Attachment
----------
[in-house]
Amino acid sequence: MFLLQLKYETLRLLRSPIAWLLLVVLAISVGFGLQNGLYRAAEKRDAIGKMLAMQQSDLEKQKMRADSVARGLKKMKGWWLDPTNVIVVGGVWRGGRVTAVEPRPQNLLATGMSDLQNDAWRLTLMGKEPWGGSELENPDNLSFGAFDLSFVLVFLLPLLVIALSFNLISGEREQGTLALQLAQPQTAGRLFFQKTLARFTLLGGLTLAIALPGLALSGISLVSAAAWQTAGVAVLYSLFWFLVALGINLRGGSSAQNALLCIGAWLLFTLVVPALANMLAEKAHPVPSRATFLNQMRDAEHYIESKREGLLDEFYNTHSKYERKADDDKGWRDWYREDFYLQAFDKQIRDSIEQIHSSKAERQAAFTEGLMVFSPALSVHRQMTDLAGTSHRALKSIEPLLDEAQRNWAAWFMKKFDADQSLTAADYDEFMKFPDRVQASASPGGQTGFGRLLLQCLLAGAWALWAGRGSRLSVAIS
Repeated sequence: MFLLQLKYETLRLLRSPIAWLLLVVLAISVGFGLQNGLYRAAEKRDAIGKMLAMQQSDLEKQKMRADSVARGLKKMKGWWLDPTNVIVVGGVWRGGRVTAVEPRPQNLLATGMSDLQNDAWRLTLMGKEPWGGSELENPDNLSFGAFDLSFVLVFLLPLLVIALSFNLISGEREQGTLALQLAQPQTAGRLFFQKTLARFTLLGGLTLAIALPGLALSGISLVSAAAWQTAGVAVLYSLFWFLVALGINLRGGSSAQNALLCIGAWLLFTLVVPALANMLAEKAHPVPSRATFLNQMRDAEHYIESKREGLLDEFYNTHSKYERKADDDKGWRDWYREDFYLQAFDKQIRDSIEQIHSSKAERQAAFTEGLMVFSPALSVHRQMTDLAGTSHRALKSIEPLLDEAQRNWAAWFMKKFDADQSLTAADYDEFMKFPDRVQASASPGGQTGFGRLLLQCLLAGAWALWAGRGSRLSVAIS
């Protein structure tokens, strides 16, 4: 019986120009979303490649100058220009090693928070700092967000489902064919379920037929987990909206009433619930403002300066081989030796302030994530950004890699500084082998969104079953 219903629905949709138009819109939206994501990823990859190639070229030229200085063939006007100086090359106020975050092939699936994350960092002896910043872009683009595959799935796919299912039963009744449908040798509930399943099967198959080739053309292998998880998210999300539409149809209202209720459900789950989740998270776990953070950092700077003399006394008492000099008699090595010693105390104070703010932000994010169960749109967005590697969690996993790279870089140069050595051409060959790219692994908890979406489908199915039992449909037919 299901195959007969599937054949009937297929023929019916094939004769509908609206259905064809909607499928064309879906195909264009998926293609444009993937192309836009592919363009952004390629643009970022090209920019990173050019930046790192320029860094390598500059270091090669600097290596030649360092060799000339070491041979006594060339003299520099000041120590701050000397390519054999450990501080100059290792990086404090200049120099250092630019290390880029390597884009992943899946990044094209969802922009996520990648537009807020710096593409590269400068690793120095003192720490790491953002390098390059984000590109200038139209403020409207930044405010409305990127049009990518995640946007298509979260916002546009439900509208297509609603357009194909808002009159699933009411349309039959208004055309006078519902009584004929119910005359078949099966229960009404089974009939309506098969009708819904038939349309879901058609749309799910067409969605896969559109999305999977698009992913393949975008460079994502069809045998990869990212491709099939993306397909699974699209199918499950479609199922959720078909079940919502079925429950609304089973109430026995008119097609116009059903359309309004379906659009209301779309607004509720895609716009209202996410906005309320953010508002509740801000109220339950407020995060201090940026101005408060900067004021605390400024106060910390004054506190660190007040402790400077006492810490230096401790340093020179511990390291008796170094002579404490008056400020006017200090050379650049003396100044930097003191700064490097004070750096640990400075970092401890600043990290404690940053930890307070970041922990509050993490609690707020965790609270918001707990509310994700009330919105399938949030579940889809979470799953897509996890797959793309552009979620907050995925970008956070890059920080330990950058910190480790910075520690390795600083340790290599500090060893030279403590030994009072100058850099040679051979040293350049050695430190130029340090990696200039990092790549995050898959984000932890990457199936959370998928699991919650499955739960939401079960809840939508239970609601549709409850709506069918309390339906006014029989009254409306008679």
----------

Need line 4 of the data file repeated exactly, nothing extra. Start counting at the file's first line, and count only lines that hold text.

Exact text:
């Protein structure tokens, strides 16, 4: 019986120009979303490649100058220009090693928070700092967000489902064919379920037929987990909206009433619930403002300066081989030796302030994530950004890699500084082998969104079953 219903629905949709138009819109939206994501990823990859190639070229030229200085063939006007100086090359106020975050092939699936994350960092002896910043872009683009595959799935796919299912039963009744449908040798509930399943099967198959080739053309292998998880998210999300539409149809209202209720459900789950989740998270776990953070950092700077003399006394008492000099008699090595010693105390104070703010932000994010169960749109967005590697969690996993790279870089140069050595051409060959790219692994908890979406489908199915039992449909037919 299901195959007969599937054949009937297929023929019916094939004769509908609206259905064809909607499928064309879906195909264009998926293609444009993937192309836009592919363009952004390629643009970022090209920019990173050019930046790192320029860094390598500059270091090669600097290596030649360092060799000339070491041979006594060339003299520099000041120590701050000397390519054999450990501080100059290792990086404090200049120099250092630019290390880029390597884009992943899946990044094209969802922009996520990648537009807020710096593409590269400068690793120095003192720490790491953002390098390059984000590109200038139209403020409207930044405010409305990127049009990518995640946007298509979260916002546009439900509208297509609603357009194909808002009159699933009411349309039959208004055309006078519902009584004929119910005359078949099966229960009404089974009939309506098969009708819904038939349309879901058609749309799910067409969605896969559109999305999977698009992913393949975008460079994502069809045998990869990212491709099939993306397909699974699209199918499950479609199922959720078909079940919502079925429950609304089973109430026995008119097609116009059903359309309004379906659009209301779309607004509720895609716009209202996410906005309320953010508002509740801000109220339950407020995060201090940026101005408060900067004021605390400024106060910390004054506190660190007040402790400077006492810490230096401790340093020179511990390291008796170094002579404490008056400020006017200090050379650049003396100044930097003191700064490097004070750096640990400075970092401890600043990290404690940053930890307070970041922990509050993490609690707020965790609270918001707990509310994700009330919105399938949030579940889809979470799953897509996890797959793309552009979620907050995925970008956070890059920080330990950058910190480790910075520690390795600083340790290599500090060893030279403590030994009072100058850099040679051979040293350049050695430190130029340090990696200039990092790549995050898959984000932890990457199936959370998928699991919650499955739960939401079960809840939508239970609601549709409850709506069918309390339906006014029989009254409306008679």